**Date & Time:** Monday, April 07, 2014, 11:00-12:00.

**Venue:** Room 113

**Title:** Search Designs for Model Selection

**Speaker:** Kashinath Chatterjee, Visva Bharati University

**Abstract:** The major objective of factorial experiments is to provide information on interaction
eﬀects, apart from the general mean and all the main eﬀects. When the number of factors
is large and little prior knowledge is available on the various factorial eﬀects, conventional
fractional factorial experiments that are capable of estimating interactions require too
many observations to be economically viable. The eﬀect hierarchy principle is one of the
most important principles in experimental design. The principle states that (i) lower-order
factorial eﬀects are more likely to be important than higher-order ones, and (ii) eﬀects of
the same order are equally likely to be important. To overcome this problem, interaction
eﬀects of higher orders are frequently dropped from consideration in an experiment and
are assumed to be negligible, often without substantive justiﬁcation. Also, a fractional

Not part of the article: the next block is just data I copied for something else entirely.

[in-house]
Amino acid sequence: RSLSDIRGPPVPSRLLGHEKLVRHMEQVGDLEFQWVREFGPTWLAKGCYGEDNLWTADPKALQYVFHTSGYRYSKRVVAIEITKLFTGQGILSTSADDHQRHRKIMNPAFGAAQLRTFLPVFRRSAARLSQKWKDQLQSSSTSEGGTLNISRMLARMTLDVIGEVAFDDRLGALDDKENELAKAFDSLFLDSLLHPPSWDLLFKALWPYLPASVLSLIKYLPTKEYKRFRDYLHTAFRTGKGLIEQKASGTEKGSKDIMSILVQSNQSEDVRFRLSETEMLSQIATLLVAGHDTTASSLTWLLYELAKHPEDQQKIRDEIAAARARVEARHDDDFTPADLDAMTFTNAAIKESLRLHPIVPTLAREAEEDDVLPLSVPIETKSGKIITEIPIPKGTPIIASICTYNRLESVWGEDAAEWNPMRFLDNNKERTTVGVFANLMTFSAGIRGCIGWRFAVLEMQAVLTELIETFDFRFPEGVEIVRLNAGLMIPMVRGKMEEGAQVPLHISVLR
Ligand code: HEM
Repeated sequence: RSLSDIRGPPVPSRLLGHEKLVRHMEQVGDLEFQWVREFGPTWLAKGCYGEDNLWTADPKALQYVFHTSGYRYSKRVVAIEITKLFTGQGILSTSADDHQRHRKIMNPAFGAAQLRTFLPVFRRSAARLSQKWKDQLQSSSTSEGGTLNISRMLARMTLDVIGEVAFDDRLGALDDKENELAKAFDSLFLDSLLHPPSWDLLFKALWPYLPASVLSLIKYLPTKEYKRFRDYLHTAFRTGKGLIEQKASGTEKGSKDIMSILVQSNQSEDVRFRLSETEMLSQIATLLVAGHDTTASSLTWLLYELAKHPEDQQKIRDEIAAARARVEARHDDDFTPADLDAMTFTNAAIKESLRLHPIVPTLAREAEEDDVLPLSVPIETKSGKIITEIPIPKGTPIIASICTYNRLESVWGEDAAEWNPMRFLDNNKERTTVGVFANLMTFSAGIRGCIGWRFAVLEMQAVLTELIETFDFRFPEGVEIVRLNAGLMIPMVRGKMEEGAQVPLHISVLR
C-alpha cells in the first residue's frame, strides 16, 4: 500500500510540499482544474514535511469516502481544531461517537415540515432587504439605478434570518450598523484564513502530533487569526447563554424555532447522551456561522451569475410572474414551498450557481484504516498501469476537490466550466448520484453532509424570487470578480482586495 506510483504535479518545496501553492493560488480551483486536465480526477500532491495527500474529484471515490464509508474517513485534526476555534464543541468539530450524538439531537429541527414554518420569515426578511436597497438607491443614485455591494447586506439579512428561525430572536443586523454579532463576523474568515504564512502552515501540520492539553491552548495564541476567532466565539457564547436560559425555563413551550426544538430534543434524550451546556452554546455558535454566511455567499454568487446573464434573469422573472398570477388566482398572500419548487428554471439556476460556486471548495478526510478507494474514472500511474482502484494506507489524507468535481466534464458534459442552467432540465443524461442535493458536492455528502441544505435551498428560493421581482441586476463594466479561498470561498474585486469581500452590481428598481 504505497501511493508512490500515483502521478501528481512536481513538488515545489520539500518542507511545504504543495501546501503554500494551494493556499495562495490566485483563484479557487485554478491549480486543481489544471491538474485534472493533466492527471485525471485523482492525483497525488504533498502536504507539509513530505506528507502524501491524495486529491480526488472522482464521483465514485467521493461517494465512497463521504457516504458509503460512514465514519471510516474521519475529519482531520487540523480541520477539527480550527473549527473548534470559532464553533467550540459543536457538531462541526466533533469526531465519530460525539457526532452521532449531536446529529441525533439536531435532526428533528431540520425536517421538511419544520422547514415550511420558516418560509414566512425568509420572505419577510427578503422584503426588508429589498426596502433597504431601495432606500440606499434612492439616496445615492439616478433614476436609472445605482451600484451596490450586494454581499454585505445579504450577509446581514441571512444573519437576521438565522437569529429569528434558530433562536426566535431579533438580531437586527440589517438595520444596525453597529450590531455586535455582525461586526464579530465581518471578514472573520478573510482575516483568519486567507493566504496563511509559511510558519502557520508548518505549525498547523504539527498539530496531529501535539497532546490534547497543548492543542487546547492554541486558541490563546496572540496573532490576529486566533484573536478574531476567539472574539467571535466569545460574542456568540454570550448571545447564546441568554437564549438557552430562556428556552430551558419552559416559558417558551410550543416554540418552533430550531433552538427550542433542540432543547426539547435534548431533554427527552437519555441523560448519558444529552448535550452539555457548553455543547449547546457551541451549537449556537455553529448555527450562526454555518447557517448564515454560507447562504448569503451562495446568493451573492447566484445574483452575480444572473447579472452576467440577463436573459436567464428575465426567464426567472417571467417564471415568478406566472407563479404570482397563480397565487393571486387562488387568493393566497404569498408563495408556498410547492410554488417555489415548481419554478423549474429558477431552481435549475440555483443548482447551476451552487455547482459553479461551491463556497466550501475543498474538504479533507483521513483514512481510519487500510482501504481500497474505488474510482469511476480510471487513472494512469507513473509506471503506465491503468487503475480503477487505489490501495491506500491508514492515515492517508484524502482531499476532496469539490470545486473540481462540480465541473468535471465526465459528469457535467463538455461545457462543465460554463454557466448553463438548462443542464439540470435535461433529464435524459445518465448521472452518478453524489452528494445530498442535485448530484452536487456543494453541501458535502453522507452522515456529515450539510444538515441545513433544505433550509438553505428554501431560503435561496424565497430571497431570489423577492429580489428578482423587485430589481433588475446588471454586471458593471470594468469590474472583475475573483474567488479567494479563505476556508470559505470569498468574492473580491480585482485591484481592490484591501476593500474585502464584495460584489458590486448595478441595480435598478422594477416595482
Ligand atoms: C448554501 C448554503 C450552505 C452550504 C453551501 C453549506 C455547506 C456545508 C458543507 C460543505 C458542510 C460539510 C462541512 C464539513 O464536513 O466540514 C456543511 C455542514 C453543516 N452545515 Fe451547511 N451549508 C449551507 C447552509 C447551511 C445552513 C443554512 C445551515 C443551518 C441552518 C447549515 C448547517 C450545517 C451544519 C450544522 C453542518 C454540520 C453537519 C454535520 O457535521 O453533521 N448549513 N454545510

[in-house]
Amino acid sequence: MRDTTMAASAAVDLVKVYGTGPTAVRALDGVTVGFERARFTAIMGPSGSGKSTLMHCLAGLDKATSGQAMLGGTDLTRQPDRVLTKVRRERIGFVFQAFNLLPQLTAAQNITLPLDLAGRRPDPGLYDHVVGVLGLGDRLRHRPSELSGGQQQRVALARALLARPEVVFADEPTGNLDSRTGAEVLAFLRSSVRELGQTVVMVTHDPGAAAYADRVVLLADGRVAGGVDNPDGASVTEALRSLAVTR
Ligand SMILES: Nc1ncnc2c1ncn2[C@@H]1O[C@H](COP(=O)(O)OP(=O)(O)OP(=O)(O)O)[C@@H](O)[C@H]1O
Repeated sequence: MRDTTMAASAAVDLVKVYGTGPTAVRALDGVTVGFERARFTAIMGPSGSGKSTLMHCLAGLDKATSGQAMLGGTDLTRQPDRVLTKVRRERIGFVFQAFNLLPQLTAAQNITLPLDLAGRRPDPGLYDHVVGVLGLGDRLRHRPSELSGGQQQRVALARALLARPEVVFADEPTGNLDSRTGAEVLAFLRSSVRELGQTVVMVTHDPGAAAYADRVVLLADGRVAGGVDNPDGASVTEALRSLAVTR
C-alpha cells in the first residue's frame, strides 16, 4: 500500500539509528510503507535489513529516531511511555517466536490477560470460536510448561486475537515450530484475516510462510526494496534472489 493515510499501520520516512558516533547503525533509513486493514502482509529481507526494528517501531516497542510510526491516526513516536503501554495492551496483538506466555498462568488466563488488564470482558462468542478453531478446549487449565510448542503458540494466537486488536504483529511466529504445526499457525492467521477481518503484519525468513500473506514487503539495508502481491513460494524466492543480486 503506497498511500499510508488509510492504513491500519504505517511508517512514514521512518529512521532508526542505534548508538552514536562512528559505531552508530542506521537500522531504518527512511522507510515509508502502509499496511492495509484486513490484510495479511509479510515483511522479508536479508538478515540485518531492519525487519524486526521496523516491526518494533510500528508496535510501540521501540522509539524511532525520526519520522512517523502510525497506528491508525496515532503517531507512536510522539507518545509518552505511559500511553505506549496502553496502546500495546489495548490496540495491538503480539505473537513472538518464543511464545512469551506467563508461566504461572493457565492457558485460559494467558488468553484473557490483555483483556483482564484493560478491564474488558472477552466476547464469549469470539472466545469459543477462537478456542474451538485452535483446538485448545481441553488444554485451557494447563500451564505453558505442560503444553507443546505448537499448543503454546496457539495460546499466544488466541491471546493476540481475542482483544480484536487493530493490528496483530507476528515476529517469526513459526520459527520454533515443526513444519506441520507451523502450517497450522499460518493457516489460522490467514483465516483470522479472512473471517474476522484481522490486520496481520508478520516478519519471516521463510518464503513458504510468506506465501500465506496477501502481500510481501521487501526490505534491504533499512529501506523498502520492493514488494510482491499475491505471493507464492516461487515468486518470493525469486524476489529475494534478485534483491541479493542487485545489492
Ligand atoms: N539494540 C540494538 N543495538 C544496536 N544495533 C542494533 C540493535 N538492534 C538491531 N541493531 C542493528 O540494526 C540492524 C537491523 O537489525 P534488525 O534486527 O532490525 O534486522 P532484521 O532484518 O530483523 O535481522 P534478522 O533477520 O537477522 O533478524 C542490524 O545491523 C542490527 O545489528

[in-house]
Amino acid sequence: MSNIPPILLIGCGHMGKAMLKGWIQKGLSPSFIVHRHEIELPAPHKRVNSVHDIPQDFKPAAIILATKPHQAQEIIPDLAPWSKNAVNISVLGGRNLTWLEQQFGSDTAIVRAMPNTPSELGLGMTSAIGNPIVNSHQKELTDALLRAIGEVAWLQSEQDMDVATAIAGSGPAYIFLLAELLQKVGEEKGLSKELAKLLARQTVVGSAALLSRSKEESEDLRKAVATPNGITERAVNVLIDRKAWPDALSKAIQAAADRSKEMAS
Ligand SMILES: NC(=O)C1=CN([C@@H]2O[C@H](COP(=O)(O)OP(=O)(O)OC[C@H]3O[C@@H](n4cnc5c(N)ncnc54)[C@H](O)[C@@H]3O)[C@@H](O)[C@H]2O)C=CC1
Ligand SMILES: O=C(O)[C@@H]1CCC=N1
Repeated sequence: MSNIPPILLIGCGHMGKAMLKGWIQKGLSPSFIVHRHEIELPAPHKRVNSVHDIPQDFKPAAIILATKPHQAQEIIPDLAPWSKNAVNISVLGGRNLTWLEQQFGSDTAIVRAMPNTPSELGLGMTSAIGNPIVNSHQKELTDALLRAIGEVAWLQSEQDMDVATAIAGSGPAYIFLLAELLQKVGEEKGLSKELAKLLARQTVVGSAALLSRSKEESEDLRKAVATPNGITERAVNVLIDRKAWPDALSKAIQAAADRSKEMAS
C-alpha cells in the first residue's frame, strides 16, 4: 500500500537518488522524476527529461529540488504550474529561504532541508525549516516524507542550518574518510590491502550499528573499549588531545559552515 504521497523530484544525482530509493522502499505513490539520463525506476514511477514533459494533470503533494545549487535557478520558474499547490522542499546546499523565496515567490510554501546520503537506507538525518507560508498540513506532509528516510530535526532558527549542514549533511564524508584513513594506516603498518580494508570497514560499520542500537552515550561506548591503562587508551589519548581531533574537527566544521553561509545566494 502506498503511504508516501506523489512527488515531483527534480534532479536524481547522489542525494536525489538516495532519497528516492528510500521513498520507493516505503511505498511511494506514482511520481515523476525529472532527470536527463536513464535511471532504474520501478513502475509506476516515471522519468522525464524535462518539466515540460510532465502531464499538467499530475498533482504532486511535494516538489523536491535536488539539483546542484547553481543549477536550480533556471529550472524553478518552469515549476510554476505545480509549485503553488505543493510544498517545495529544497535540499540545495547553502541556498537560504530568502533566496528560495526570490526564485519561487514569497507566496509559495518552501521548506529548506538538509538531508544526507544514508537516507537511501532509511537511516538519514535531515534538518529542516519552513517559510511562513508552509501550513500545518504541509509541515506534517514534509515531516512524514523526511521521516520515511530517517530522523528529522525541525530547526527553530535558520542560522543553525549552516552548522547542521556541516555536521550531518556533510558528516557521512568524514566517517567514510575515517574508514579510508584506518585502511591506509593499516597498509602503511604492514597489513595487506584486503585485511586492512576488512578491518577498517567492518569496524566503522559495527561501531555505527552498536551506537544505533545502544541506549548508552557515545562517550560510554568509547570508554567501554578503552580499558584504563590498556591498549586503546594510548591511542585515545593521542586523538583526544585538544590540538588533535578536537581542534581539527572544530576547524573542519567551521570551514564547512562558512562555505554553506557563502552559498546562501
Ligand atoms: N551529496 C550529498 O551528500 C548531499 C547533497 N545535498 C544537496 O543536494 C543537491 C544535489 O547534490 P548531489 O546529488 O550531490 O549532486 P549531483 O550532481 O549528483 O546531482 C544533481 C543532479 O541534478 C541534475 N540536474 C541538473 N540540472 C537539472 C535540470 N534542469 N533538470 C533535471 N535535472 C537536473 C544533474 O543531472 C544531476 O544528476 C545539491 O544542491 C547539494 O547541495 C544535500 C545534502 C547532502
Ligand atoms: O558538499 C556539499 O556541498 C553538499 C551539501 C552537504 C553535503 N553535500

factorial design is often run in which only main eﬀects can be investigated (a main eﬀects
design). These practices can result in an inadequate understanding of the joint action of
the factors on the response and in poor predictive models. In industrial experimentation,
it is noted through many research papers that the loss of information on interactions
is a serious problem, because a key tool for product improvement is the exploitation of
interactions between design (control) factors which can be set in the product speciﬁcation
and noise factors which cannot.

It is to be remarked that before performing an experiment, it is generally very difficult to predict the interaction effects that are possibly present in the model. In such a case the designs capable of just estimating the possibly present interaction eﬀects may not be good enough to serve the objective of the experimenter. Moreover, in such a case if one considers only a main eﬀect model, the outcome of the analysis will mislead the experimenter. To cope with this problem, Srivastava (1975) introduced a design criterion that seeks to maximize the ability to discriminate between models. The main objective of this presentation is to introduce the notion of Search Designs, pioneered by Srivatava (1975), and their applications to model selections in fractional factorial experiments.